For two versions of G.'s legend, see Achille Ratti (later, Pius XI), "Bolla arcivescovile milanese a Moncalieri ed una leggenda inedita di S. Gemolo di Ganna", _Archivio Storico Lombardo_, ser. III, vol. 15 [Anno XXVIII] (1901), 5-36.
4) Humbelina (Bl.; d. ca. 1136). H. (in French, Hombeline or Ombeline) was a sister of St. Bernard of Clairvaux. According to what is said of her in the latter's Vitae, she was guided by him to a religious conversion and with the permission of her husband entered the Benedictine convent later called Jully-les-Nonnai(n)s at today's Jully (Yonne) in Bourgogne, a dependency of Molesme. The prioress there, whom H. eventually succeeded, was a sister-in-law of B.'s. H.'s cult was confirmed in 1703.
The priory at Jully was closed in 1406, was re-occupied in the sixteenth century, and ceased to operate in 1792. Its few surviving structures were in 2007 being restored as cultural patrimony. The page here, which has a link at the bottom to a .pdf version of the priory's cartulary as edited by Ernest Petit in 1881, has a view of these buildings before the restoration:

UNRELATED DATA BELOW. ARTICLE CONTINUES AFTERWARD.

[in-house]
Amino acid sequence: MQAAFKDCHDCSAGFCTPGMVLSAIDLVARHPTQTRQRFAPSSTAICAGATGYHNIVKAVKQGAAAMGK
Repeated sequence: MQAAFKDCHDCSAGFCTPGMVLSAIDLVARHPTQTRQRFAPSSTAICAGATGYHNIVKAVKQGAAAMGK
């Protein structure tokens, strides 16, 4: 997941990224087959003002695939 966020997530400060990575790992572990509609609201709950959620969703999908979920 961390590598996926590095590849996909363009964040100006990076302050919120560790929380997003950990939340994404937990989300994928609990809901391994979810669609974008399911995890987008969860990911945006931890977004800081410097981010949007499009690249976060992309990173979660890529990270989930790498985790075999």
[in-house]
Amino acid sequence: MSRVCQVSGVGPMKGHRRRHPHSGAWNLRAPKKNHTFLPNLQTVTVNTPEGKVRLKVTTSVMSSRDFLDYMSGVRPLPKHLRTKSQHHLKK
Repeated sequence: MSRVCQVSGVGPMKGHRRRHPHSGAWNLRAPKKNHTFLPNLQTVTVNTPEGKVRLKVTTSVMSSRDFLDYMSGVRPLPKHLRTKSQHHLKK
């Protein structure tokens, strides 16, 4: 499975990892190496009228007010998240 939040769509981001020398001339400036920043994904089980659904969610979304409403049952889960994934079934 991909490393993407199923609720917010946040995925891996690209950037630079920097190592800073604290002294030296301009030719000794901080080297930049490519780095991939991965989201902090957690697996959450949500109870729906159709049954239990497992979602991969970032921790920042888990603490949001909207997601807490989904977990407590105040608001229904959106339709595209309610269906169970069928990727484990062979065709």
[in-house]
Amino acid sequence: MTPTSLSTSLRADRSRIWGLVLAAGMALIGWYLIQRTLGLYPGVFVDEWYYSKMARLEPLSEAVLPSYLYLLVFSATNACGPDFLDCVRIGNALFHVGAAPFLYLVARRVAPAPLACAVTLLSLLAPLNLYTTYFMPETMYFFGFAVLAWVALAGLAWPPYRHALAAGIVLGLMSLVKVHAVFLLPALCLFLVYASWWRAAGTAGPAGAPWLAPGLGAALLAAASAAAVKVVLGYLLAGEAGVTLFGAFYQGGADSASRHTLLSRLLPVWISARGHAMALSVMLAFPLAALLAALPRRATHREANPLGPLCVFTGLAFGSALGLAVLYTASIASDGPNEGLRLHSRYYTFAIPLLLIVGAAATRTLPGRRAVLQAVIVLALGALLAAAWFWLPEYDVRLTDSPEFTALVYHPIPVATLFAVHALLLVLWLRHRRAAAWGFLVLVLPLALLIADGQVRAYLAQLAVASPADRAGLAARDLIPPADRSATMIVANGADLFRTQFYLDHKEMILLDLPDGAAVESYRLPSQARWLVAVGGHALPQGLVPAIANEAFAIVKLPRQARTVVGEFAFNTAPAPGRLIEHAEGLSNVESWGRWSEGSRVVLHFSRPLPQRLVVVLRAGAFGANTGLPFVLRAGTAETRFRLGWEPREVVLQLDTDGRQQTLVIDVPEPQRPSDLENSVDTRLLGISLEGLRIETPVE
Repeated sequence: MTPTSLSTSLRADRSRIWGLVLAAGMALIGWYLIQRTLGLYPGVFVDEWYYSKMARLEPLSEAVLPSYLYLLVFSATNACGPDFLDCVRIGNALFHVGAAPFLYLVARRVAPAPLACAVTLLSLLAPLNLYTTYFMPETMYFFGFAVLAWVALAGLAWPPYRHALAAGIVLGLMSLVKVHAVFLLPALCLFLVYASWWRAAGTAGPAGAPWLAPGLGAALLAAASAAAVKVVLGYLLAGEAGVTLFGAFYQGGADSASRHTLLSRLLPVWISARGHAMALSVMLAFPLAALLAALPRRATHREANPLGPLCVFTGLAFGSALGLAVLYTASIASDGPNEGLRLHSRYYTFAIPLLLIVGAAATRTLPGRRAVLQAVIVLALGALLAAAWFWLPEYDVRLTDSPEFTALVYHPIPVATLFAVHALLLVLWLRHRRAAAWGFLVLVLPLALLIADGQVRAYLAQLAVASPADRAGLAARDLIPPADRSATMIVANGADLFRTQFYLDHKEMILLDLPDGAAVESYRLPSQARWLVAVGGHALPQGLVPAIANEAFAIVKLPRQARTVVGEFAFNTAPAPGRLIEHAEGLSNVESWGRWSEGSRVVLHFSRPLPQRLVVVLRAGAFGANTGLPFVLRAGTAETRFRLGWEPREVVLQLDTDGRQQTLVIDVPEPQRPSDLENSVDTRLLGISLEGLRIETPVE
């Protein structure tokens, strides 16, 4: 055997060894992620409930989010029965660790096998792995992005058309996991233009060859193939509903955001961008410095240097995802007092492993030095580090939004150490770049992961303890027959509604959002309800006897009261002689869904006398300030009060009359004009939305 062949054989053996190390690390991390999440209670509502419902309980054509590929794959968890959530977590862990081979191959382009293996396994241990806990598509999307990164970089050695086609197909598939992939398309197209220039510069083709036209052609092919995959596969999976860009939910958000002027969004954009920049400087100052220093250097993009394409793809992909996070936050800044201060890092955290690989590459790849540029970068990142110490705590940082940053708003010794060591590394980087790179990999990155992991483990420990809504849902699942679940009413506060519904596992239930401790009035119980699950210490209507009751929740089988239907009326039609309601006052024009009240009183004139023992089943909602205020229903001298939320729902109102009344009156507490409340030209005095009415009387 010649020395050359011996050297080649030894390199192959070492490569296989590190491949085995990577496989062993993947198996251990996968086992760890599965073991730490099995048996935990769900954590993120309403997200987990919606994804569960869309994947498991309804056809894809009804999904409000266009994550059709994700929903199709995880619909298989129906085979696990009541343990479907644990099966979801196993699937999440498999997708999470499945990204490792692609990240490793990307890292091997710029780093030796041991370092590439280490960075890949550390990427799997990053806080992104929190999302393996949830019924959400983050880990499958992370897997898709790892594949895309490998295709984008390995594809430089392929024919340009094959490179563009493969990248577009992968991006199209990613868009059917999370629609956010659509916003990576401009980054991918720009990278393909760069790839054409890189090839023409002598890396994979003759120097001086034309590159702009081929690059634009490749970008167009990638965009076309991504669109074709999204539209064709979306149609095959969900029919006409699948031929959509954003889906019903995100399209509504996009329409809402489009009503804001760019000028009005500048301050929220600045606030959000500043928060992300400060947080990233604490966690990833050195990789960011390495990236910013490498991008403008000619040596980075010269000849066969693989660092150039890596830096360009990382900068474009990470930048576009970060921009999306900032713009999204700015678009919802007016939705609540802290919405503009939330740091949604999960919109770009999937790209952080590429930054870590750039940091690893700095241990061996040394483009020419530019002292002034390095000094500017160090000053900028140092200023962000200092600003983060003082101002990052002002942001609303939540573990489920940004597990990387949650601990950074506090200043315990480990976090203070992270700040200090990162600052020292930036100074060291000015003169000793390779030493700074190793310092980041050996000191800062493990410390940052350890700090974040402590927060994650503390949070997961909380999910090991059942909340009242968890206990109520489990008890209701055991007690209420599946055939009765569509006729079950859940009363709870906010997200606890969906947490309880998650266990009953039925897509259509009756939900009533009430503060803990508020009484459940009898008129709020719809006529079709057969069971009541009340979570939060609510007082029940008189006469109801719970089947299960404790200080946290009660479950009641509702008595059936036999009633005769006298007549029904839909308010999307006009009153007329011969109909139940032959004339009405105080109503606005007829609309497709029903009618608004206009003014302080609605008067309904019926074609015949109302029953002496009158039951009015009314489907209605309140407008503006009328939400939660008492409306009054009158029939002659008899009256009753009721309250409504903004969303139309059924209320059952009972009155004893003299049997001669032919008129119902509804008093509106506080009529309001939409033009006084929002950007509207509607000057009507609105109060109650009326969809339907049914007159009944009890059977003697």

This page has a more recent view:
(Eulalia of Barcelona, Gemulus, and Benedict of Aniane lightly revised from last year's post)
To join the list, send the message: join medieval-religion YOUR NAME
to: [log in to unmask]
To send a message to the list, address it to:
[log in to unmask]
To leave the list, send the message: leave medieval-religion
to: [log in to unmask]
In order to report problems or to contact the list's owners, write to:
[log in to unmask]
For further information, visit our web site: